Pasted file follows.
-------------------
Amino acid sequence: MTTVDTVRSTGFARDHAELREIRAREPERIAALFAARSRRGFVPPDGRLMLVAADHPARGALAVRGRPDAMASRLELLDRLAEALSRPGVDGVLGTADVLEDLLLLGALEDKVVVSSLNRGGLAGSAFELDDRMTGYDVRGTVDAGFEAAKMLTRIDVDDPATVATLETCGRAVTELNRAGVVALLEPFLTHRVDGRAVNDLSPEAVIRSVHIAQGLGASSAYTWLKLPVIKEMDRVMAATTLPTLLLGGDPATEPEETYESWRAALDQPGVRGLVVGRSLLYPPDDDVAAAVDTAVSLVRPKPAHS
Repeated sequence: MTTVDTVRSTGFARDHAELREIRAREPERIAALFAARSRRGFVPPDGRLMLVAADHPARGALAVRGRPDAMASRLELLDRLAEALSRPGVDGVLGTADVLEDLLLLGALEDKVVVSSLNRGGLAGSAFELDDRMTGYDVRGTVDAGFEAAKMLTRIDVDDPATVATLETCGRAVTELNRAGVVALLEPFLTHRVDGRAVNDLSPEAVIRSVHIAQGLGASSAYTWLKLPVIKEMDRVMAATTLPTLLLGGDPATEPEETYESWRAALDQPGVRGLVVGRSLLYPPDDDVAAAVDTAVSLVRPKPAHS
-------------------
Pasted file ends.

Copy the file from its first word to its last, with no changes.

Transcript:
Amino acid sequence: MTTVDTVRSTGFARDHAELREIRAREPERIAALFAARSRRGFVPPDGRLMLVAADHPARGALAVRGRPDAMASRLELLDRLAEALSRPGVDGVLGTADVLEDLLLLGALEDKVVVSSLNRGGLAGSAFELDDRMTGYDVRGTVDAGFEAAKMLTRIDVDDPATVATLETCGRAVTELNRAGVVALLEPFLTHRVDGRAVNDLSPEAVIRSVHIAQGLGASSAYTWLKLPVIKEMDRVMAATTLPTLLLGGDPATEPEETYESWRAALDQPGVRGLVVGRSLLYPPDDDVAAAVDTAVSLVRPKPAHS
Repeated sequence: MTTVDTVRSTGFARDHAELREIRAREPERIAALFAARSRRGFVPPDGRLMLVAADHPARGALAVRGRPDAMASRLELLDRLAEALSRPGVDGVLGTADVLEDLLLLGALEDKVVVSSLNRGGLAGSAFELDDRMTGYDVRGTVDAGFEAAKMLTRIDVDDPATVATLETCGRAVTELNRAGVVALLEPFLTHRVDGRAVNDLSPEAVIRSVHIAQGLGASSAYTWLKLPVIKEMDRVMAATTLPTLLLGGDPATEPEETYESWRAALDQPGVRGLVVGRSLLYPPDDDVAAAVDTAVSLVRPKPAHS